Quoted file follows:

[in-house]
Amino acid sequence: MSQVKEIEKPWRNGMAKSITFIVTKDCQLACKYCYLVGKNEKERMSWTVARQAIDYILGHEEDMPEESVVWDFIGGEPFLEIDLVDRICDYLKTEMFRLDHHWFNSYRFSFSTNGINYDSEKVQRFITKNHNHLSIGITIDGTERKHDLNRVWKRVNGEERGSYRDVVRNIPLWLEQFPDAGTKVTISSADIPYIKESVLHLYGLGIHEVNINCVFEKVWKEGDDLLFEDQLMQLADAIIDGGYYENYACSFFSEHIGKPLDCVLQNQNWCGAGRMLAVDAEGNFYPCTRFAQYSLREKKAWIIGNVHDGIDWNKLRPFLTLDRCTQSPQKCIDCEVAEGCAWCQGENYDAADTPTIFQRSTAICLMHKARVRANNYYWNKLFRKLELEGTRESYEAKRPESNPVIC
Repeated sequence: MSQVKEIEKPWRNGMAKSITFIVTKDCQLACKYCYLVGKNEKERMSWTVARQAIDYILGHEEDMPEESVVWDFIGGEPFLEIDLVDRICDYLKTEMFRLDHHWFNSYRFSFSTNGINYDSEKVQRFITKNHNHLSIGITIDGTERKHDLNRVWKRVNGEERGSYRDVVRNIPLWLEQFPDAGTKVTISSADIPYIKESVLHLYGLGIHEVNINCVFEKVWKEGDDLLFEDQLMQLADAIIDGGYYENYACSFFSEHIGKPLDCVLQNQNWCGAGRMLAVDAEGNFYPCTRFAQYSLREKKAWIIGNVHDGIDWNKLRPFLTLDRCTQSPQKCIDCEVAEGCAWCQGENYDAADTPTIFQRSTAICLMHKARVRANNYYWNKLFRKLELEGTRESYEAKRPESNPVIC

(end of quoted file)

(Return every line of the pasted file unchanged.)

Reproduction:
[in-house]
Amino acid sequence: MSQVKEIEKPWRNGMAKSITFIVTKDCQLACKYCYLVGKNEKERMSWTVARQAIDYILGHEEDMPEESVVWDFIGGEPFLEIDLVDRICDYLKTEMFRLDHHWFNSYRFSFSTNGINYDSEKVQRFITKNHNHLSIGITIDGTERKHDLNRVWKRVNGEERGSYRDVVRNIPLWLEQFPDAGTKVTISSADIPYIKESVLHLYGLGIHEVNINCVFEKVWKEGDDLLFEDQLMQLADAIIDGGYYENYACSFFSEHIGKPLDCVLQNQNWCGAGRMLAVDAEGNFYPCTRFAQYSLREKKAWIIGNVHDGIDWNKLRPFLTLDRCTQSPQKCIDCEVAEGCAWCQGENYDAADTPTIFQRSTAICLMHKARVRANNYYWNKLFRKLELEGTRESYEAKRPESNPVIC
Repeated sequence: MSQVKEIEKPWRNGMAKSITFIVTKDCQLACKYCYLVGKNEKERMSWTVARQAIDYILGHEEDMPEESVVWDFIGGEPFLEIDLVDRICDYLKTEMFRLDHHWFNSYRFSFSTNGINYDSEKVQRFITKNHNHLSIGITIDGTERKHDLNRVWKRVNGEERGSYRDVVRNIPLWLEQFPDAGTKVTISSADIPYIKESVLHLYGLGIHEVNINCVFEKVWKEGDDLLFEDQLMQLADAIIDGGYYENYACSFFSEHIGKPLDCVLQNQNWCGAGRMLAVDAEGNFYPCTRFAQYSLREKKAWIIGNVHDGIDWNKLRPFLTLDRCTQSPQKCIDCEVAEGCAWCQGENYDAADTPTIFQRSTAICLMHKARVRANNYYWNKLFRKLELEGTRESYEAKRPESNPVIC